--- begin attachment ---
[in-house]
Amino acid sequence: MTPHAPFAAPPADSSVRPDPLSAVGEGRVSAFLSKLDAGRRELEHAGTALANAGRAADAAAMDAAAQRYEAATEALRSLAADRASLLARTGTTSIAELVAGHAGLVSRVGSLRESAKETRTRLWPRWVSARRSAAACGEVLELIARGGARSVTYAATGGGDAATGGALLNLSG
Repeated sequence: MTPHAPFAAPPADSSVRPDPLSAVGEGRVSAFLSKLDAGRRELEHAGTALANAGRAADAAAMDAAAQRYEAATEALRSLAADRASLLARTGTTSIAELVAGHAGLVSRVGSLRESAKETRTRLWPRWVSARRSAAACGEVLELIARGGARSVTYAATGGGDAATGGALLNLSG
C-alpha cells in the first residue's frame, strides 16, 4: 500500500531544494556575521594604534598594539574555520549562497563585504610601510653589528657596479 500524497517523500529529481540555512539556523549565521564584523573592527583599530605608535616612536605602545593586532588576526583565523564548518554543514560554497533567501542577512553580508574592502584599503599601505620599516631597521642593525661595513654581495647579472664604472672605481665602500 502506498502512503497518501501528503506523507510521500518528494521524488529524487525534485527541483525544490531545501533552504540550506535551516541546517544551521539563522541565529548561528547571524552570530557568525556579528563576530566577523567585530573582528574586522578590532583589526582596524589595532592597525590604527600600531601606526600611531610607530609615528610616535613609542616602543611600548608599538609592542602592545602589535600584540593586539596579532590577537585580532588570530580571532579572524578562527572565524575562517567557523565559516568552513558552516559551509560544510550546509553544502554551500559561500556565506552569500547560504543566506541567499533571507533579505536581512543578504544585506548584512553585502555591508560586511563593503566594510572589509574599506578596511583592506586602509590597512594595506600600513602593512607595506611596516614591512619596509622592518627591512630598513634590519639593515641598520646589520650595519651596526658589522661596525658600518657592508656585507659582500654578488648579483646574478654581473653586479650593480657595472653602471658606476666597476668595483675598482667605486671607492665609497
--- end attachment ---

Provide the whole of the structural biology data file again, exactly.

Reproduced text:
[in-house]
Amino acid sequence: MTPHAPFAAPPADSSVRPDPLSAVGEGRVSAFLSKLDAGRRELEHAGTALANAGRAADAAAMDAAAQRYEAATEALRSLAADRASLLARTGTTSIAELVAGHAGLVSRVGSLRESAKETRTRLWPRWVSARRSAAACGEVLELIARGGARSVTYAATGGGDAATGGALLNLSG
Repeated sequence: MTPHAPFAAPPADSSVRPDPLSAVGEGRVSAFLSKLDAGRRELEHAGTALANAGRAADAAAMDAAAQRYEAATEALRSLAADRASLLARTGTTSIAELVAGHAGLVSRVGSLRESAKETRTRLWPRWVSARRSAAACGEVLELIARGGARSVTYAATGGGDAATGGALLNLSG
C-alpha cells in the first residue's frame, strides 16, 4: 500500500531544494556575521594604534598594539574555520549562497563585504610601510653589528657596479 500524497517523500529529481540555512539556523549565521564584523573592527583599530605608535616612536605602545593586532588576526583565523564548518554543514560554497533567501542577512553580508574592502584599503599601505620599516631597521642593525661595513654581495647579472664604472672605481665602500 502506498502512503497518501501528503506523507510521500518528494521524488529524487525534485527541483525544490531545501533552504540550506535551516541546517544551521539563522541565529548561528547571524552570530557568525556579528563576530566577523567585530573582528574586522578590532583589526582596524589595532592597525590604527600600531601606526600611531610607530609615528610616535613609542616602543611600548608599538609592542602592545602589535600584540593586539596579532590577537585580532588570530580571532579572524578562527572565524575562517567557523565559516568552513558552516559551509560544510550546509553544502554551500559561500556565506552569500547560504543566506541567499533571507533579505536581512543578504544585506548584512553585502555591508560586511563593503566594510572589509574599506578596511583592506586602509590597512594595506600600513602593512607595506611596516614591512619596509622592518627591512630598513634590519639593515641598520646589520650595519651596526658589522661596525658600518657592508656585507659582500654578488648579483646574478654581473653586479650593480657595472653602471658606476666597476668595483675598482667605486671607492665609497